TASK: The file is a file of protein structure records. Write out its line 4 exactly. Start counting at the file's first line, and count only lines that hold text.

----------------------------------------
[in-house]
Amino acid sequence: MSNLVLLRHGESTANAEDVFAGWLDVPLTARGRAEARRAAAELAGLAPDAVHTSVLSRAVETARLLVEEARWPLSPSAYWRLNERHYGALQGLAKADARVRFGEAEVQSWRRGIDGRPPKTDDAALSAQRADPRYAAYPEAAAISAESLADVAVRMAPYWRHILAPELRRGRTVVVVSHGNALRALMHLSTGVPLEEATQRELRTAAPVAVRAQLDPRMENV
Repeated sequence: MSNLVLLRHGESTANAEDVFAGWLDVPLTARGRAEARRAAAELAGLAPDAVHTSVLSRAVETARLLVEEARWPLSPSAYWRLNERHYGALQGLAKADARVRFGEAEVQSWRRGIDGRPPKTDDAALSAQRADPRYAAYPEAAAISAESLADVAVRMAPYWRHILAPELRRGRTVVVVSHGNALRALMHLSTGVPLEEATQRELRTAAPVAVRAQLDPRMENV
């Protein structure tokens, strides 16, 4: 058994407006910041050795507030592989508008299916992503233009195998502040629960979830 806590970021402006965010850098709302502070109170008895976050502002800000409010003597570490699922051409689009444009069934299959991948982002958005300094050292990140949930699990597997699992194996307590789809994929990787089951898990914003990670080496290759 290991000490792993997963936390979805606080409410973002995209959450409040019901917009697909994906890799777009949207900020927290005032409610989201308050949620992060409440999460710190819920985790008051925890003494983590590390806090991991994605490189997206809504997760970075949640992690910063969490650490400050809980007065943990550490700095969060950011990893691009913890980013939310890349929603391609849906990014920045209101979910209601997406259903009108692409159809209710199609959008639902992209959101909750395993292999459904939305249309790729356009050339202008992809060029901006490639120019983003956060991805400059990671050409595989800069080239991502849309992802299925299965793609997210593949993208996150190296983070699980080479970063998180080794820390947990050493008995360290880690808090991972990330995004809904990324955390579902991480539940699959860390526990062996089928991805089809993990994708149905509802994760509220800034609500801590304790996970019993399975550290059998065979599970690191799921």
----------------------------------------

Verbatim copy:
């Protein structure tokens, strides 16, 4: 058994407006910041050795507030592989508008299916992503233009195998502040629960979830 806590970021402006965010850098709302502070109170008895976050502002800000409010003597570490699922051409689009444009069934299959991948982002958005300094050292990140949930699990597997699992194996307590789809994929990787089951898990914003990670080496290759 290991000490792993997963936390979805606080409410973002995209959450409040019901917009697909994906890799777009949207900020927290005032409610989201308050949620992060409440999460710190819920985790008051925890003494983590590390806090991991994605490189997206809504997760970075949640992690910063969490650490400050809980007065943990550490700095969060950011990893691009913890980013939310890349929603391609849906990014920045209101979910209601997406259903009108692409159809209710199609959008639902992209959101909750395993292999459904939305249309790729356009050339202008992809060029901006490639120019983003956060991805400059990671050409595989800069080239991502849309992802299925299965793609997210593949993208996150190296983070699980080479970063998180080794820390947990050493008995360290880690808090991972990330995004809904990324955390579902991480539940699959860390526990062996089928991805089809993990994708149905509802994760509220800034609500801590304790996970019993399975550290059998065979599970690191799921």